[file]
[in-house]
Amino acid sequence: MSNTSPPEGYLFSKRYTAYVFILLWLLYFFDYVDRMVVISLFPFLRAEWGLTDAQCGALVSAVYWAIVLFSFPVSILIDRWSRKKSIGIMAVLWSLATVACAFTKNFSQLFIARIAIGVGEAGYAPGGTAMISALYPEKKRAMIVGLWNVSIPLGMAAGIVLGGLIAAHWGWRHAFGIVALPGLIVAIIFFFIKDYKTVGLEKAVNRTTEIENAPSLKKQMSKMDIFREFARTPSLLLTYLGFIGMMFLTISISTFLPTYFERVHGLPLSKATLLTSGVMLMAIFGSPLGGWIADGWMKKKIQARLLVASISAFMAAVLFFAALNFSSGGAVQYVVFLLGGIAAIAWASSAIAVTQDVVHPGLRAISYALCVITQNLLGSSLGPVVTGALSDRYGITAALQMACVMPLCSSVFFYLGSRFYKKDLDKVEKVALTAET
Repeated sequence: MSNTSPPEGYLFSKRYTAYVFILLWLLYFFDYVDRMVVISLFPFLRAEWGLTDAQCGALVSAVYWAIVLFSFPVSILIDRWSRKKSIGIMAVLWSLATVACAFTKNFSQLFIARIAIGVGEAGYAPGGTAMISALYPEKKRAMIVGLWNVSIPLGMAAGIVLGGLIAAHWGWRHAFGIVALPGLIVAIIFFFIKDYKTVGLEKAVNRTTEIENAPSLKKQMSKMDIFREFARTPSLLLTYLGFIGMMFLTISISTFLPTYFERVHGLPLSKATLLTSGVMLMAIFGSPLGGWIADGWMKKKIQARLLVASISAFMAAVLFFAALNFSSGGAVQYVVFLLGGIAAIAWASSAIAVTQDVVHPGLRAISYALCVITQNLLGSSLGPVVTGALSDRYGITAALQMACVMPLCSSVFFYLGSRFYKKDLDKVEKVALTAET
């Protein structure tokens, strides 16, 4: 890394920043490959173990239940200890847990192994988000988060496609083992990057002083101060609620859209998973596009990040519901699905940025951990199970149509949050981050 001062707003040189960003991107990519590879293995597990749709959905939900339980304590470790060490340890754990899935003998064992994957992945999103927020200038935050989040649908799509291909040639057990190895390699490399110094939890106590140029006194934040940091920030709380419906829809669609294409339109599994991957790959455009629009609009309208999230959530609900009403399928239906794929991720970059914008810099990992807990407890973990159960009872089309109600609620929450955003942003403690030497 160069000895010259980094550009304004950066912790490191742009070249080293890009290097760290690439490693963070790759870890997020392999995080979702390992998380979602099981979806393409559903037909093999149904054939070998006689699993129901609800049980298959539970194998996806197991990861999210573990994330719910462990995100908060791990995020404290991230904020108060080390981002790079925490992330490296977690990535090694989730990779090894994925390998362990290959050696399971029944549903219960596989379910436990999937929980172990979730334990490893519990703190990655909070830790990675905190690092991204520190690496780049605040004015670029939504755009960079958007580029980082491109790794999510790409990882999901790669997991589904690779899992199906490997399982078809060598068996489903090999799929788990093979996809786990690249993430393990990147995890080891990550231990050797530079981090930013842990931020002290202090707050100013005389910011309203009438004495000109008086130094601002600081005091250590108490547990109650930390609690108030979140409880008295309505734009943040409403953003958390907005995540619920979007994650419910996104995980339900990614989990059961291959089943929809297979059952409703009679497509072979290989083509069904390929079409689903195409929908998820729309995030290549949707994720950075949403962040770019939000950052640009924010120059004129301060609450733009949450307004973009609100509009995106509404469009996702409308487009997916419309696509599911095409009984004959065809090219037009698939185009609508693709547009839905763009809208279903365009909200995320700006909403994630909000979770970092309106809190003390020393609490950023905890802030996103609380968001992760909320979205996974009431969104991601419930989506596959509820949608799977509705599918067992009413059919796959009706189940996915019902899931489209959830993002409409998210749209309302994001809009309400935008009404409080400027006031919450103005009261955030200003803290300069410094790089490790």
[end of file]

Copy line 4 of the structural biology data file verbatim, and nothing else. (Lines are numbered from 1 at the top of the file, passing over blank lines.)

């Protein structure tokens, strides 16, 4: 890394920043490959173990239940200890847990192994988000988060496609083992990057002083101060609620859209998973596009990040519901699905940025951990199970149509949050981050 001062707003040189960003991107990519590879293995597990749709959905939900339980304590470790060490340890754990899935003998064992994957992945999103927020200038935050989040649908799509291909040639057990190895390699490399110094939890106590140029006194934040940091920030709380419906829809669609294409339109599994991957790959455009629009609009309208999230959530609900009403399928239906794929991720970059914008810099990992807990407890973990159960009872089309109600609620929450955003942003403690030497 160069000895010259980094550009304004950066912790490191742009070249080293890009290097760290690439490693963070790759870890997020392999995080979702390992998380979602099981979806393409559903037909093999149904054939070998006689699993129901609800049980298959539970194998996806197991990861999210573990994330719910462990995100908060791990995020404290991230904020108060080390981002790079925490992330490296977690990535090694989730990779090894994925390998362990290959050696399971029944549903219960596989379910436990999937929980172990979730334990490893519990703190990655909070830790990675905190690092991204520190690496780049605040004015670029939504755009960079958007580029980082491109790794999510790409990882999901790669997991589904690779899992199906490997399982078809060598068996489903090999799929788990093979996809786990690249993430393990990147995890080891990550231990050797530079981090930013842990931020002290202090707050100013005389910011309203009438004495000109008086130094601002600081005091250590108490547990109650930390609690108030979140409880008295309505734009943040409403953003958390907005995540619920979007994650419910996104995980339900990614989990059961291959089943929809297979059952409703009679497509072979290989083509069904390929079409689903195409929908998820729309995030290549949707994720950075949403962040770019939000950052640009924010120059004129301060609450733009949450307004973009609100509009995106509404469009996702409308487009997916419309696509599911095409009984004959065809090219037009698939185009609508693709547009839905763009809208279903365009909200995320700006909403994630909000979770970092309106809190003390020393609490950023905890802030996103609380968001992760909320979205996974009431969104991601419930989506596959509820949608799977509705599918067992009413059919796959009706189940996915019902899931489209959830993002409409998210749209309302994001809009309400935008009404409080400027006031919450103005009261955030200003803290300069410094790089490790």